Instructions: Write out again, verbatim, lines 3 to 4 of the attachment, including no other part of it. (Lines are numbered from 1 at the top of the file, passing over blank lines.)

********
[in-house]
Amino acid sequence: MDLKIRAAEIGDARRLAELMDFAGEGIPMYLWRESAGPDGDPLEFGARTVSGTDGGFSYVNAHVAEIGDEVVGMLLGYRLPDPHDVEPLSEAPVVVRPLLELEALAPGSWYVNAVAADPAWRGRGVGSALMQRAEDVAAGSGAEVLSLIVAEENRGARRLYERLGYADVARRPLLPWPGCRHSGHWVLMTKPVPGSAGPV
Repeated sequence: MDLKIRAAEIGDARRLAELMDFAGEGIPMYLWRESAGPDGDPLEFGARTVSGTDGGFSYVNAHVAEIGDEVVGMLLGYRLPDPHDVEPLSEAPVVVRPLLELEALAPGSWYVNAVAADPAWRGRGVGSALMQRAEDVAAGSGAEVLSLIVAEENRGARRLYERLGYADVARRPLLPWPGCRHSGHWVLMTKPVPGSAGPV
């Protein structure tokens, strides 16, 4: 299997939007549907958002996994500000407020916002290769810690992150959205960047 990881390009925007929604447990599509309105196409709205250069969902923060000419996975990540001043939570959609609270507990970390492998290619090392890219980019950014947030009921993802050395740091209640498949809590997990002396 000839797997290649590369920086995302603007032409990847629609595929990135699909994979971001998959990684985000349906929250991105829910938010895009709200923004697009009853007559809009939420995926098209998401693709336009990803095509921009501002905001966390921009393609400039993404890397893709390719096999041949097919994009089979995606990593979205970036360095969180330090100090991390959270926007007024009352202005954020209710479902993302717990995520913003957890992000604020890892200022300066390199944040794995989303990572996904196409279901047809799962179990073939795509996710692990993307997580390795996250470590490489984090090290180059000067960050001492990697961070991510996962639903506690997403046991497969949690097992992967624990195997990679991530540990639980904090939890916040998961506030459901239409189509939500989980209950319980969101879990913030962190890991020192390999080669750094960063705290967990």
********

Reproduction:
Repeated sequence: MDLKIRAAEIGDARRLAELMDFAGEGIPMYLWRESAGPDGDPLEFGARTVSGTDGGFSYVNAHVAEIGDEVVGMLLGYRLPDPHDVEPLSEAPVVVRPLLELEALAPGSWYVNAVAADPAWRGRGVGSALMQRAEDVAAGSGAEVLSLIVAEENRGARRLYERLGYADVARRPLLPWPGCRHSGHWVLMTKPVPGSAGPV
């Protein structure tokens, strides 16, 4: 299997939007549907958002996994500000407020916002290769810690992150959205960047 990881390009925007929604447990599509309105196409709205250069969902923060000419996975990540001043939570959609609270507990970390492998290619090392890219980019950014947030009921993802050395740091209640498949809590997990002396 000839797997290649590369920086995302603007032409990847629609595929990135699909994979971001998959990684985000349906929250991105829910938010895009709200923004697009009853007559809009939420995926098209998401693709336009990803095509921009501002905001966390921009393609400039993404890397893709390719096999041949097919994009089979995606990593979205970036360095969180330090100090991390959270926007007024009352202005954020209710479902993302717990995520913003957890992000604020890892200022300066390199944040794995989303990572996904196409279901047809799962179990073939795509996710692990993307997580390795996250470590490489984090090290180059000067960050001492990697961070991510996962639903506690997403046991497969949690097992992967624990195997990679991530540990639980904090939890916040998961506030459901239409189509939500989980209950319980969101879990913030962190890991020192390999080669750094960063705290967990």